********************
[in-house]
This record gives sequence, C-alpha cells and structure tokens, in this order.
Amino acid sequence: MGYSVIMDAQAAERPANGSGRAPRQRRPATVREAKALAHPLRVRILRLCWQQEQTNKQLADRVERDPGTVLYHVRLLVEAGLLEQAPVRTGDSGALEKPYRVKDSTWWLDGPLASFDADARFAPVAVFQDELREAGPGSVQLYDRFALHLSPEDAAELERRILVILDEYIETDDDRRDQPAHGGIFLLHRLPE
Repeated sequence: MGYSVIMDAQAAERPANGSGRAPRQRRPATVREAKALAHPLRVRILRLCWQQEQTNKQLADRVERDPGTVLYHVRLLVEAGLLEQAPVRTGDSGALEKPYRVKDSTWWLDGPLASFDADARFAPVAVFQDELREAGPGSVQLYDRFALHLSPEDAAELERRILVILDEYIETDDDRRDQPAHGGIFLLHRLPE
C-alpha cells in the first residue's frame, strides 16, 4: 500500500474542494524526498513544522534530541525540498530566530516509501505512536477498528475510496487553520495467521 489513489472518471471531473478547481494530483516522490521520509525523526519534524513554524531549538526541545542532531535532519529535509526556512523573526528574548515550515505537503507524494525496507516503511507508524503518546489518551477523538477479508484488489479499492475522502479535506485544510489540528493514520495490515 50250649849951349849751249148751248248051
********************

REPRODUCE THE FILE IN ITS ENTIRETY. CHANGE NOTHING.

[in-house]
This record gives sequence, C-alpha cells and structure tokens, in this order.
Amino acid sequence: MGYSVIMDAQAAERPANGSGRAPRQRRPATVREAKALAHPLRVRILRLCWQQEQTNKQLADRVERDPGTVLYHVRLLVEAGLLEQAPVRTGDSGALEKPYRVKDSTWWLDGPLASFDADARFAPVAVFQDELREAGPGSVQLYDRFALHLSPEDAAELERRILVILDEYIETDDDRRDQPAHGGIFLLHRLPE
Repeated sequence: MGYSVIMDAQAAERPANGSGRAPRQRRPATVREAKALAHPLRVRILRLCWQQEQTNKQLADRVERDPGTVLYHVRLLVEAGLLEQAPVRTGDSGALEKPYRVKDSTWWLDGPLASFDADARFAPVAVFQDELREAGPGSVQLYDRFALHLSPEDAAELERRILVILDEYIETDDDRRDQPAHGGIFLLHRLPE
C-alpha cells in the first residue's frame, strides 16, 4: 500500500474542494524526498513544522534530541525540498530566530516509501505512536477498528475510496487553520495467521 489513489472518471471531473478547481494530483516522490521520509525523526519534524513554524531549538526541545542532531535532519529535509526556512523573526528574548515550515505537503507524494525496507516503511507508524503518546489518551477523538477479508484488489479499492475522502479535506485544510489540528493514520495490515 50250649849951349849751249148751248248051